Will Health Plans Continue to Buy Up Hospitals?

I doubt it.

IMHO, the recent acquisition by Highmark Blue Cross Blue Shield of West Penn Allegheny Health System (WPAHS) for $475 M is unique to local market conditions. It was done as a last resort and should not be taken as a signal that health plans are starting a hospital buying binge.

Why are hospitals unattractive investments for health plans:

Payment Transformation: From Volume to Value

by Jaan Sidorov MD, MHSA, FACP and Vince Kuraitis JD, MBA

In our introductory posting, we suggested that a huge shift is underway in the health care industry.  Decades of hospital-physician cooperation are not only eroding, we suggest this trend could accelerate.  Instead of a natural clinical and economic affinity with hospitals, we foresee the potential for physicians forming a new dyad with insurer-buyers.

In this post, we will examine what we and many other commentators view as inevitable: the demise of volume-based payment systems and how the drive for greater value will cause physicians and insurers re-examine their normally antagonistic relationship.

Table of contents for the series--The 100 Year Shift? Strategic Realignment among Physicians, Hospitals and Payers

  1. The 100 Year Shift? Introduction and Overview
  2. Payment Transformation: From Volume to Value
  3. Physician-Hospital Relationships: The Hospital Morphs from Revenue Center to Cost Center
  4. The Practice of Medicine: from Marcus Welby to ???

The 100 Year Shift? Introduction and Overview

by Vince Kuraitis JD, MBA and Jaan Sidorov MD, MHSA, FACP

Gazing at the horizon, we foresee the potential for a tectonic realignment among physicians, hospitals and payers. Here’s a quick visual representation:



This essay is the first of a seven part series. In this first post we will capsulize our vision of this potential 100 Year Shift, answer initial FAQs, and lay out the structure for the rest of the series.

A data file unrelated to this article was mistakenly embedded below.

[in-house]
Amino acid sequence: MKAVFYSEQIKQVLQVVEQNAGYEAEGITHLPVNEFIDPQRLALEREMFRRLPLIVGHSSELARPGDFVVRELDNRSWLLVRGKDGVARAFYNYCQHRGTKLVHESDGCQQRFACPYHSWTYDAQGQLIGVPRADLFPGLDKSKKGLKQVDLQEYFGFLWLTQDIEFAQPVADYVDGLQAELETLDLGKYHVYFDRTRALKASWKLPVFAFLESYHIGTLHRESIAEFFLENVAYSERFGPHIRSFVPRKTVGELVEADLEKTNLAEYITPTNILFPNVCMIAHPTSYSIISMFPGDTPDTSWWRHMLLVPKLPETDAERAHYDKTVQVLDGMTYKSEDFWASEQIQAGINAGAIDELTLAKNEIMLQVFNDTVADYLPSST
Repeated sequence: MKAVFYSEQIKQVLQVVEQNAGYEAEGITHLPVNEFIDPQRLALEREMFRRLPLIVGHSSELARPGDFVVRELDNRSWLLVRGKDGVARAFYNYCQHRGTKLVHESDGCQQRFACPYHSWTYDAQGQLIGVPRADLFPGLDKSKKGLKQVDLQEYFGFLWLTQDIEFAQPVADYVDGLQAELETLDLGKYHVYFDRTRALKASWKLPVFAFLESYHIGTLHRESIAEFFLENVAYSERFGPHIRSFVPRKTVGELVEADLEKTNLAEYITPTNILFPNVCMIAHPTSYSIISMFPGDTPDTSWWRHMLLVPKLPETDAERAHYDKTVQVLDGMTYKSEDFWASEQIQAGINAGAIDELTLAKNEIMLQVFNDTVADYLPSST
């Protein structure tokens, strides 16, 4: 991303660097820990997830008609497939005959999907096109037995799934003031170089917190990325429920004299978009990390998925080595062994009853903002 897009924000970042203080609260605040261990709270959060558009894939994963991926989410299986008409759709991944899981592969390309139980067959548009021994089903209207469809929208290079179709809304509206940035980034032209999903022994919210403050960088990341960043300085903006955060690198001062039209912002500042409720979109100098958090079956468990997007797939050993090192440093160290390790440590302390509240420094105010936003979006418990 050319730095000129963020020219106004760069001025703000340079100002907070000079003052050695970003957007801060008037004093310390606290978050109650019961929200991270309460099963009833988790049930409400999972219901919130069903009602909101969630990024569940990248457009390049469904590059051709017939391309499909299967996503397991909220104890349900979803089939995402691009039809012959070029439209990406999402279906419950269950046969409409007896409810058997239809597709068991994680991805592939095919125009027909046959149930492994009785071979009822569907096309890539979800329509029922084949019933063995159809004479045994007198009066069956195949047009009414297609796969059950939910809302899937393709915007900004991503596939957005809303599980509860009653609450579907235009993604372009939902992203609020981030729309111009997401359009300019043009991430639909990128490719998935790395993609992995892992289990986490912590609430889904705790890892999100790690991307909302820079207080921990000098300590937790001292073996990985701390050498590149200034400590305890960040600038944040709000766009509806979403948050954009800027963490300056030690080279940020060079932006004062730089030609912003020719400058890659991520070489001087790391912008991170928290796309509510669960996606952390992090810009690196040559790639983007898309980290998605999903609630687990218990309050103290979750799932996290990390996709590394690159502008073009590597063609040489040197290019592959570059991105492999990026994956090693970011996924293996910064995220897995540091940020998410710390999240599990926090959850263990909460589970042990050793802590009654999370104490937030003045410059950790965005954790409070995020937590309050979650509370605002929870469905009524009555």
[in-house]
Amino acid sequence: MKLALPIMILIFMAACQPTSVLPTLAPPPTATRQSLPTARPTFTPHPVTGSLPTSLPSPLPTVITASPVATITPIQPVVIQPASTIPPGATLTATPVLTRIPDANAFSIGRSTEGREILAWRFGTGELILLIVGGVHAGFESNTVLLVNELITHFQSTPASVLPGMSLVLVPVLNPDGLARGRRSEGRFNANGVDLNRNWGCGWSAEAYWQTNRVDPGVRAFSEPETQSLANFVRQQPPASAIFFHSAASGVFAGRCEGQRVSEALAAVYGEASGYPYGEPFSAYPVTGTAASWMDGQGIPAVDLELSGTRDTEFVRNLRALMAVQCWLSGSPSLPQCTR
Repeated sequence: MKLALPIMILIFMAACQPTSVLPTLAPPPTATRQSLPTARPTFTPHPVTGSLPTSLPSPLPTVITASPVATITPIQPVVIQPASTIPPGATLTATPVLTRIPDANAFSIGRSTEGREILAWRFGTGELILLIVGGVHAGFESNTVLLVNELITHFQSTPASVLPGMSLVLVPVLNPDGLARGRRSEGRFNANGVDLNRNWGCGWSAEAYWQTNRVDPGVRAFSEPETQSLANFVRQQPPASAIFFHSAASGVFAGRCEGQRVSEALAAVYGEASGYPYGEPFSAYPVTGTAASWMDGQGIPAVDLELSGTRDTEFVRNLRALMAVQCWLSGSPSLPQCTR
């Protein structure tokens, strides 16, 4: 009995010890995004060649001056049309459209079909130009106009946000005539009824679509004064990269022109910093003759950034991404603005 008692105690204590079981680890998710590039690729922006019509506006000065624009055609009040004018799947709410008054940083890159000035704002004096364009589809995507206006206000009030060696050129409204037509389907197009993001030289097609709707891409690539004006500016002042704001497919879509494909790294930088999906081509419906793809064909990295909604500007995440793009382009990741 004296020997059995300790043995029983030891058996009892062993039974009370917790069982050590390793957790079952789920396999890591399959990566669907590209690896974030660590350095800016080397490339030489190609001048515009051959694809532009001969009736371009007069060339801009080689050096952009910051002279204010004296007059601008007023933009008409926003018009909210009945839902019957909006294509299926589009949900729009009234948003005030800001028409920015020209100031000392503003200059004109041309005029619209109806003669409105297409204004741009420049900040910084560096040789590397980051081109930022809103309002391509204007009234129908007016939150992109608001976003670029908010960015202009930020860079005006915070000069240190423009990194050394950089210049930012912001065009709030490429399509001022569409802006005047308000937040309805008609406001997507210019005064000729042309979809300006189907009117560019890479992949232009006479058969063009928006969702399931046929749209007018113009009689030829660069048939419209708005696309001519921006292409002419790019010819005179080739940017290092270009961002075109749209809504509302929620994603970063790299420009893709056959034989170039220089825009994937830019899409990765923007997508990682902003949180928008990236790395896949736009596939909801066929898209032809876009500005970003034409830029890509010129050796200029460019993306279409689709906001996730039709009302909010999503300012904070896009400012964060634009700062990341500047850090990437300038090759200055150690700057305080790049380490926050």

The Lynchpin — Changing Economic Incentives

In the past, physicians and hospitals have benefited from mutually supportive economic interests.

Table of contents for the series--The 100 Year Shift? Strategic Realignment among Physicians, Hospitals and Payers

  1. The 100 Year Shift? Introduction and Overview
  2. Payment Transformation: From Volume to Value
  3. Physician-Hospital Relationships: The Hospital Morphs from Revenue Center to Cost Center
  4. The Practice of Medicine: from Marcus Welby to ???

Patient “Leakage”: Rethinking Two Field of Dreams Assumptions About ACOs

A study released last week by the Massachusetts Attorney General contains surprising data to challenge two commonly held ACO (accountable care organization) “Field of Dreams” assumptions. These assumptions relate to patient “leakage” — out-of-network patient care and referrals.

1) Hospital administrators assume that tighter physician-hospital integration (e.g., through employment of physicians) will result in “captive referrals” by physicians back to the mother-ship hospital.

2) Medicare administrators are assuming that Medicare Shared Savings ACOs will be able to coordinate patient care even without limitations on patients’ choice to go to providers outside of the ACO provider network.

Here’s the data that challenges the validity of BOTH of these assumptions:

BlogTalkRadio Interview — Is Hospital-Physician Alignment Sustainable?

BlogTalkRadio Logo

Why have hospitals increasingly been buying physician practices?  Are these marriages based on true love or convenience? Will these marriages survive?

To address these questions, let’s take the long view (50–100 years) and revisit 7 assumptions that have driven us to today’s healthcare non-system:

  1. Healthcare payment systems have rewarded piecemeal work.
  2. Despite uneasiness, hospital-physician relationships have been cooperative.
  3. Physicians can function effectively in small/medium size practices.